I, of course, drank three adult beverages and probably would have had even more but my lovely saved me from my anxious self.

After I put my name in the can, which they call a hat, I was sweating profusely. Thank the universe my lovely was by my side to comfort me. She was proud of me and I was proud of myself.

I was the fourth name called up. And to my surprise I actually went up to the stage. I’m sure the adult beverages helped. ;P

But I think the internal need to share this story did as well. This need defied my personality and my usual clinginess to my comfort zone. It propelled me to let go of fear.

I got on that stage. I shared my story. I did it. And surprisingly it was fucking awesome! People laughed. Some even cried. After I told my story, audience members came up to me and thanked me for sharing it. Some even hugged me. It was surreal.

Thebee

Connection

On the Outside

I have spent much of my life as an outlaw in my own family and my own body.

My entire existence growing up was one act of defiance after another. From a failed attempt at being the lookout during the Candy Bar Heist when I was 7, to when I stole a hacky sack when I was 8 (and couldn’t even look at it!), to when I prayed to God at 10 that he made a mistake and that I really was a boy, to later when I was 14 and left my family.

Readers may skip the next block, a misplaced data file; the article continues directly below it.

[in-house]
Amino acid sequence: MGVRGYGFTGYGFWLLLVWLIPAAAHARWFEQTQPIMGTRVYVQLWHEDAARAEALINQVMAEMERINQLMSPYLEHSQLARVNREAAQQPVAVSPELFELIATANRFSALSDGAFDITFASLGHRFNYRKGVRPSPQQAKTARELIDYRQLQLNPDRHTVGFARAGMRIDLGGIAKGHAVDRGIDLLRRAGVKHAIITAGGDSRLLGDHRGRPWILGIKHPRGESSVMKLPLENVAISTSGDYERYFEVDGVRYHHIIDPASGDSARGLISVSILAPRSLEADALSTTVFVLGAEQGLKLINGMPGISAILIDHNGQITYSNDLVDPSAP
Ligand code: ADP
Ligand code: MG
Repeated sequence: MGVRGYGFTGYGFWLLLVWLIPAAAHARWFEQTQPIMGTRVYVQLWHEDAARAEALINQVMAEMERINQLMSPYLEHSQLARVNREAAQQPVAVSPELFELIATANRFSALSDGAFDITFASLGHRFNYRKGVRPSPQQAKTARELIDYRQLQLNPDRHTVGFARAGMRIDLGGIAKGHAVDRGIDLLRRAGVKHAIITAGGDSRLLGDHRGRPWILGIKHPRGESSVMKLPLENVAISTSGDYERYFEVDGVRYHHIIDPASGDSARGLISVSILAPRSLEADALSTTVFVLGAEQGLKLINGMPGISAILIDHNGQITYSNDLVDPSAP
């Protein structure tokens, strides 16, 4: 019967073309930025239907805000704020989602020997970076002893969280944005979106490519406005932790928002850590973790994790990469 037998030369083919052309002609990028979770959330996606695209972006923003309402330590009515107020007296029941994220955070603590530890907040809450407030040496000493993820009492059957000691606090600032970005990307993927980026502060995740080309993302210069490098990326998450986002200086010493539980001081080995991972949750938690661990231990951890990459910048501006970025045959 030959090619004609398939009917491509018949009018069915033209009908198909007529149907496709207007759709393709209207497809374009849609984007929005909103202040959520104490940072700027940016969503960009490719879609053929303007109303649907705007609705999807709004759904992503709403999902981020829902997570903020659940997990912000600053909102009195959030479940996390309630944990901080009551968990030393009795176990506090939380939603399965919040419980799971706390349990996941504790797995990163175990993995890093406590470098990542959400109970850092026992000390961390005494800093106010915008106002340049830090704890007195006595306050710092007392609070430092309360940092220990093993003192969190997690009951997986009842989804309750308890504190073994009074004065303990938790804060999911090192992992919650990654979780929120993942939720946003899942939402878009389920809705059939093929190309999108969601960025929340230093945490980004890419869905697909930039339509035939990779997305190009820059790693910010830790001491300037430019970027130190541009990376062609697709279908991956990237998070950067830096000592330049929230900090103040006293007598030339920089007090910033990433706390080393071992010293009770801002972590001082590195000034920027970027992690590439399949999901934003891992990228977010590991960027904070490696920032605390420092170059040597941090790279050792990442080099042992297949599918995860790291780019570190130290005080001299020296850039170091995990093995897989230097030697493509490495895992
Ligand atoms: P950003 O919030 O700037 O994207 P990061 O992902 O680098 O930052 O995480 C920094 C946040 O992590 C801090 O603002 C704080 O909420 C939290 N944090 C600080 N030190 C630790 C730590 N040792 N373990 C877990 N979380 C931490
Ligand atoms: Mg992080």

I was taught you’re never supposed to leave your family behind but I did. I traded them in for a future.

I was supposed to lie, cheat, and steal like my country kin. I was supposed to have a 3-page rap sheet like my parents and my siblings. I was supposed to grow up to be an addict and spend my adult life in and out of prison like they did.

But hurting people always weighed too heavily on my sensitive soul. And that makes for a pretty shitty criminal.

As far as being an addict and why I didn’t go down that path either, well, I chalk that up to my innate ability to learn from the mistakes of others. (Oh, and fear too. That definitely played a huge role.) I personally witnessed the people I love turn into Zombies. They are either the Walking Dead still or they are simply just dead. 

My mom died in 2011 after 25+ years of heroin and meth abuse. This goody-two-shoes betazoid who carries the burdens of my family and who always feels too much, TOO FUCKING MUCH, had a front row seat to my mom’s slow, tragic demise.